Climate change impacts on genetically differentiated Telopea speciosissima (NSW Waratah) costal and upland populations – Publication

Publication based off projected funded by Australian Floral Foundation

Guomin Huang1 , Paul D. Rymer1 , Honglang Duan2 , Renee A. Smith1 and David T. Tissue1(2015)
Global Change Biology 21, 3800–3813
1Hawkesbury Institute for the Environment, University of Western Sydney, Richmond, NSW 2753, Australia, 2Institute of Ecology & Environmental Science, Nanchang Institute of Technology, Nanchang, Jaingxi 330099, China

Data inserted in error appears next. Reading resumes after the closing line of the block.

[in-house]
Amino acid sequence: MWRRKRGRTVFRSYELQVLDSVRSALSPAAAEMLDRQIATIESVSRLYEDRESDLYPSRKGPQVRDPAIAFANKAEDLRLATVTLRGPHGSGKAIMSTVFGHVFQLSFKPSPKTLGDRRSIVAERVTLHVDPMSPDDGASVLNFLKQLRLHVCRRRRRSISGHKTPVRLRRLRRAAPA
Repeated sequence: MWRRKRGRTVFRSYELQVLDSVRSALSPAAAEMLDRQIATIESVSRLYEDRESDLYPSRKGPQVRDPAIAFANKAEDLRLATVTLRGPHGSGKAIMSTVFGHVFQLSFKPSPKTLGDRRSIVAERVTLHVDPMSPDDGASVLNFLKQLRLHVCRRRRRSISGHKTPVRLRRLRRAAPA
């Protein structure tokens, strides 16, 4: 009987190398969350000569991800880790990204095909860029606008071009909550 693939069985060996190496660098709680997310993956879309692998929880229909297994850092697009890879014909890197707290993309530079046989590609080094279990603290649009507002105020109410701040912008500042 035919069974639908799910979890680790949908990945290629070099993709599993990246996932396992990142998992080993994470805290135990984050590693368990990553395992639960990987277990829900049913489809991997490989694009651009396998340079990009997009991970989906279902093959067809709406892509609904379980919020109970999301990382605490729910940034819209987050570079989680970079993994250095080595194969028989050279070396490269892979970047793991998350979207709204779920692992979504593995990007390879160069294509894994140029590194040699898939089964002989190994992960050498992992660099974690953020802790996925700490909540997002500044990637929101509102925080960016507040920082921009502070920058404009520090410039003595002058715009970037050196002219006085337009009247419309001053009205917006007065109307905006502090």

Intraspecific variation in phenotypic plasticity is a critical determinant of plant species capacity to cope with climate change. A long-standing hypothesis states that greater levels of environmental variability will select for genotypes with greater phenotypic plasticity. However, few studies have examined how genotypes of woody species originating from contrasting environments respond to multiple climate change factors. Here, we investigated the main and interactive effects of elevated [CO2](CE) and elevated temperature (TE) on growth and physiology of Coastal (warmer, less variable temperature environment) and Upland (cooler, more variable temperature environment) genotypes of an Australian woody species Telopea speciosissima. Both genotypes were positively responsive to CE (35% and 29% increase in whole-plant dry mass and leaf area, respectively), but only the Coastal genotype exhibited positive growth responses to TE. We found that the Coastal genotype exhibited greater growth response to TE (47% and 85% increase in whole-plant dry mass and leaf area, respectively) when compared with the Upland genotype (no change in dry mass or leaf area). No intraspecific variation in physiological plasticity was detected under CE or TE, and the interactive effects of CE and TE on intraspecific variation in phenotypic plasticity were also largely absent. Overall, TE was a more effective climate factor than CE in exposing genotypic variation in our woody species. Our results contradict the paradigm that genotypes from more variable climates will exhibit greater phenotypic plasticity in future climate regimes.